Do you think like a search engine? Why it will get you to the top of Google searches
But you need to start thinking like a search engine to make it work.
First of all, you need to understand how Google works. Three things that Google really likes are
- Really good ‘content’ that is useful and written to be helpful – tips, insights, discussions
- Keywords – the words and phrases that people are searching for, which could be ‘Top UK PR companies’ or ‘Where should internal communications sit – HR or marketing?’
- Sharing – Google rates ‘stuff’ on the internet that gets shared a lot, on Twitter, Google+, Pinterest, LinkedIn. That sends Google a message that people are rating the blog or comment on Twitter
Of course, this is slightly simplified, but it will do to help you get started.
So what do you do? Here we cover the things that most business people can easily do – if you want some of the slightly more technical things, Neil Patel of Quicksprout has a good blog on this too.
1. Identify the keywords for your business
What do your customers search for on the internet?
Let’s give some examples
- Best plumber in Seattle
- How do I fill in my tax return?
- Abu Dhabi leadership coaches
- Internal communications specialists
- Wedding hairstyles
- Business banks in Harrogate
Or, as Google puts on its Adword site
- Fresh coffee near Victoria Station
This shows the importance of really listening to your customers and not only thinking like Google, but thinking like your customers. Every time a client asks you to explain something, or a customer says ‘I’ve never quite understood ….’, there is an opportunity to write something to help them and put it on the internet. That could be on your website, but even better write blogs to help them with those words in them.
Our associate, Jonny Ross, explains keywords in more detail in this blog.
Google has Keyword Planner to help you check what are the best words and phrases for your business.
You can also start typing phrases into Google and see what the predictor starts suggesting – that gives you ideas. I did that for the heading of this blog.
Or this is something that we can help you with.
2. Include keywords on lots of sites
Think where you have got information about you or your business on the internet.
Of course, your website, but you would be surprised at where else there are opportunities
- Your LinkedIn profile – have you used the keywords in your title and in the summary?
- Are you doing any voluntary work, do you sit on a board? Make sure your profile has keywords in it and a link to your website (you are probably doing this for free, so this is a way that voluntary organisations can thank people who help them)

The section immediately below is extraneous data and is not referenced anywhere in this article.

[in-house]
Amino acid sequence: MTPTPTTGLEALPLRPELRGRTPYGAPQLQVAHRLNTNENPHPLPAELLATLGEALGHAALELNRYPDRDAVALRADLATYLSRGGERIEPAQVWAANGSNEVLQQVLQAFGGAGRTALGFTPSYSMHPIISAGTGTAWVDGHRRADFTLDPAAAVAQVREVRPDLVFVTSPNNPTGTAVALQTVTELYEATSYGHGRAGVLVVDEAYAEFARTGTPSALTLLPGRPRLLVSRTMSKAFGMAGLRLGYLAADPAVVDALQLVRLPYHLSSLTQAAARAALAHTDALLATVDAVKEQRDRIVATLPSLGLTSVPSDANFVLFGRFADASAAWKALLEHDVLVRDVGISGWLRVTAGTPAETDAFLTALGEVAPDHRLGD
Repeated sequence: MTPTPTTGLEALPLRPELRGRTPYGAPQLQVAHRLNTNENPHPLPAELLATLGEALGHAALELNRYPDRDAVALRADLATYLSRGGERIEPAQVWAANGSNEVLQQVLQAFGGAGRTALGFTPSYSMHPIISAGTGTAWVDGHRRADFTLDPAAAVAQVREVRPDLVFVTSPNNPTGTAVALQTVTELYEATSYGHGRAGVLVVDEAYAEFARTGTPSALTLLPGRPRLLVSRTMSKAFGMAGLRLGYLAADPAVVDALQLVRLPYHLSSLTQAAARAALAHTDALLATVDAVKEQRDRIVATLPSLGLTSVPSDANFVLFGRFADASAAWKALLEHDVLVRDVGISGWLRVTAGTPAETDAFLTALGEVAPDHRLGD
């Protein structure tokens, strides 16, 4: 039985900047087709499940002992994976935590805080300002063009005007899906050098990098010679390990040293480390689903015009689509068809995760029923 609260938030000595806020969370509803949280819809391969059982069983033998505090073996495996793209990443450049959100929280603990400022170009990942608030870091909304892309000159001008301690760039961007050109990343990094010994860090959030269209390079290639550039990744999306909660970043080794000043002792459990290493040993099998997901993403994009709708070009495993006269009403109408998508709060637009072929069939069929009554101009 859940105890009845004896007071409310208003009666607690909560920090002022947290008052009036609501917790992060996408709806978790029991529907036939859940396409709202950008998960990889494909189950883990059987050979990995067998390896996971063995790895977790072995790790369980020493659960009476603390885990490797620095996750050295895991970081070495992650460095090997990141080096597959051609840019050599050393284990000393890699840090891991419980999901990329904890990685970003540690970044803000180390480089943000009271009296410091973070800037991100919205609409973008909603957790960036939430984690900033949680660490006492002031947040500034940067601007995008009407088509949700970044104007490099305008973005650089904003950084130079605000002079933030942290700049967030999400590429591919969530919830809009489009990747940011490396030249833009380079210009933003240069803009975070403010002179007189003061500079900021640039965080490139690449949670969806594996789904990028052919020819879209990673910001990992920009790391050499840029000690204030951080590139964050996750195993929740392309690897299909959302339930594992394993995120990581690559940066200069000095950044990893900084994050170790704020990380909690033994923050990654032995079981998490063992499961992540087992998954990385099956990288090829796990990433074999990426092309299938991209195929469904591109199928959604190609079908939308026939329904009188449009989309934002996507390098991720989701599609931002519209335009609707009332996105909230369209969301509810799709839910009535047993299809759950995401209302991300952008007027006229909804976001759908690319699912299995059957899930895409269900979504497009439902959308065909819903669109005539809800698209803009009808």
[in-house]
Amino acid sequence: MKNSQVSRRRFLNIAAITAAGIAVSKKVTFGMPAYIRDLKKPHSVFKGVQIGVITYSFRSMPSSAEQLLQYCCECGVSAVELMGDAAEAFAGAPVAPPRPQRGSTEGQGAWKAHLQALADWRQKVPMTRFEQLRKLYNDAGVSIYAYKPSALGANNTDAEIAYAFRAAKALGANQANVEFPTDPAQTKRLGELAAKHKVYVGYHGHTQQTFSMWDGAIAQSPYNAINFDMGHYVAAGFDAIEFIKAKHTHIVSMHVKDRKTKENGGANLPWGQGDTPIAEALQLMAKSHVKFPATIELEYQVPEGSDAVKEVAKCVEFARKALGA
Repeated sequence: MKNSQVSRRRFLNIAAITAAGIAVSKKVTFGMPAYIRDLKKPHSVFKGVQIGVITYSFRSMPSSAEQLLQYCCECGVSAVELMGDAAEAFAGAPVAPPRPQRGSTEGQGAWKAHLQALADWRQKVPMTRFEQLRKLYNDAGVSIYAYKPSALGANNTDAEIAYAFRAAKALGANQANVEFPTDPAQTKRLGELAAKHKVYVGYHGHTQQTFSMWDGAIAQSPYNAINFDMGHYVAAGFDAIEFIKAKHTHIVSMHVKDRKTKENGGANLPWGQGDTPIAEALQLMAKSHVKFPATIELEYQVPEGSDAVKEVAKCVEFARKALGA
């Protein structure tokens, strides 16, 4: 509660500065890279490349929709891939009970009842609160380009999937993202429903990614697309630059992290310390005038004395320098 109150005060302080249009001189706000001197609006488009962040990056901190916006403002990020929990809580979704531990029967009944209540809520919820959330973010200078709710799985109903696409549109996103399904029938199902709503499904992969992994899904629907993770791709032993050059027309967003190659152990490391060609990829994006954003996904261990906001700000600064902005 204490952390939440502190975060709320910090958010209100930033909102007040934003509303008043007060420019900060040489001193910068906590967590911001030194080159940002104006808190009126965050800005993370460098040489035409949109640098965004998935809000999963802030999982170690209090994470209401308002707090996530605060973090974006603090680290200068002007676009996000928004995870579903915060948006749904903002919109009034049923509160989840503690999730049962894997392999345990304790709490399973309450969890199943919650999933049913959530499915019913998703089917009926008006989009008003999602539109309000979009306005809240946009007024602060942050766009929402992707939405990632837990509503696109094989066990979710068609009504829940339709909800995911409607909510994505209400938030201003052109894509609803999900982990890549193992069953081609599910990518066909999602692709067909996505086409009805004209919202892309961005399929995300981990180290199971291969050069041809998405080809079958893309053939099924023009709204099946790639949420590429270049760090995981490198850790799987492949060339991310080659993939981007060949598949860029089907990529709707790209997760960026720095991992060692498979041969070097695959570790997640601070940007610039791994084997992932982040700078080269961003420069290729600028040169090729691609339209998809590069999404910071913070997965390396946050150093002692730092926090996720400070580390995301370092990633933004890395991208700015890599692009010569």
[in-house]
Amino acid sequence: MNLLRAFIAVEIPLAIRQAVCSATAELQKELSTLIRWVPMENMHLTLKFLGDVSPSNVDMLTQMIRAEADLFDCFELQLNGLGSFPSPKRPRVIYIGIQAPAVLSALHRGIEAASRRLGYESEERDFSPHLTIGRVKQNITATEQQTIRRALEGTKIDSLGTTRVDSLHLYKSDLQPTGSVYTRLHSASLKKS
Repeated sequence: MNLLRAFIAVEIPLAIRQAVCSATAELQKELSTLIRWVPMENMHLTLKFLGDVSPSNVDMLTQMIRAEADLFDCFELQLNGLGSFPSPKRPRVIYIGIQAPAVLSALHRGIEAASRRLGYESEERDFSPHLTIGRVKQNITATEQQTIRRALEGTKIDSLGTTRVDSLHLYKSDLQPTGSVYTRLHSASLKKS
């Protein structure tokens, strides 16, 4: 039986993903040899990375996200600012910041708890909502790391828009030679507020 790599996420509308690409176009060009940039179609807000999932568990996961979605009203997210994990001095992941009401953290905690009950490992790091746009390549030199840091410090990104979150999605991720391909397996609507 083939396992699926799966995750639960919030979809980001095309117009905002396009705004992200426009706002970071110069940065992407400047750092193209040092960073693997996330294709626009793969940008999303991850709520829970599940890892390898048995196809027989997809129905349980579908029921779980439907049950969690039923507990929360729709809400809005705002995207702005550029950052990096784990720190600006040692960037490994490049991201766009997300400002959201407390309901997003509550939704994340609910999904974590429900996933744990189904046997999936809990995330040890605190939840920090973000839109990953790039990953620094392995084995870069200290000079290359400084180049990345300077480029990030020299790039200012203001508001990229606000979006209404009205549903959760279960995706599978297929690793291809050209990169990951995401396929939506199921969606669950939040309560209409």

- Your Twitter profile – is it fun or strategic? Could you include keywords that people search on?
- Other social media accounts – Facebook, Pinterest, Google+ and more
- Are you in any directories? Check the wording
You will see I have thought about keywords in my title on LinkedIn, here
3. Write blogs for your customers and clients
I have written a lot about the importance of blogs, which should be at the heart of your strategy to get to the top of Google.
I mentioned the phrase, above, on purpose about where internal communications should sit. This was a question which a client asked me last year and I thought ‘how interesting’ and put it out for discussion on LinkedIn and Twitter. We got really thoughtful responses and I wrote a blog on just this subject ‘Where should internal communications sit – HR or marketing?’
If you type that into Google, see what comes up top. Yes, our blog! And it’s not that we have a huge traffic to our website – it’s not bad but we will never have as much as say Marketing Week and HR Magazine that we are above.
See the screengrab below.
Again, you need to think like a search engine when writing your blog – from the heading to the way it is structured and including keywords in it.
Our ebook on How to Write a Top-Ranked Business Blog has all the inside secrets of writing a blog for your customers and Google. Carmel Harrison, who does a lot with the IOD, was kind enough to say it ‘gives sound clear advice and helps beginners work their way from start up to sounding out’.
4. Post on Google+
Don’t forget Google+. It’s not a particularly popular site, especially in the business community. But it is important.
Google is keen to get it to become the next Facebook or LinkedIn – and to do that, it is over-ranking content posted on it.
5. Videos, video blogs and podcasts
When you upload a video, vlog or podcast, make sure you write up what is in it. Think about a good heading for the video clip and detail what is in it – thinking of what people might search for. You’ll see below we try to think of this when we post to YouTube.
6. Post content with keywords
When you post comments on Twitter, LinkedIn or Google+, think about how to include keywords in those comments – but it’s really important to do this in a natural way. If you can’t, don’t force keywords in that time.
All of these things will help you to be found for your services, on issues facing your potential clients, and when people search for types of companies – for tenders or whatever.
It does work. We have had really great new business from universities (Bournemouth whom we didn’t know but we came top when they were searching for PR and universities); crisis communications and internal communications. And if you look on our blog you will see we have blogged on these topics. Actually we didn’t do them to come top of Google, but to help our clients with thoughts and tips – and in the end that is the best content to post.
If you get it right, it will be a virtuous circle – you write to be helpful and not surprisingly these are the issues facing your potential new clients, who search and find you and want to do business with you.
This all gets easier the more you do it – and if you do it enough, soon you will think like a search engine!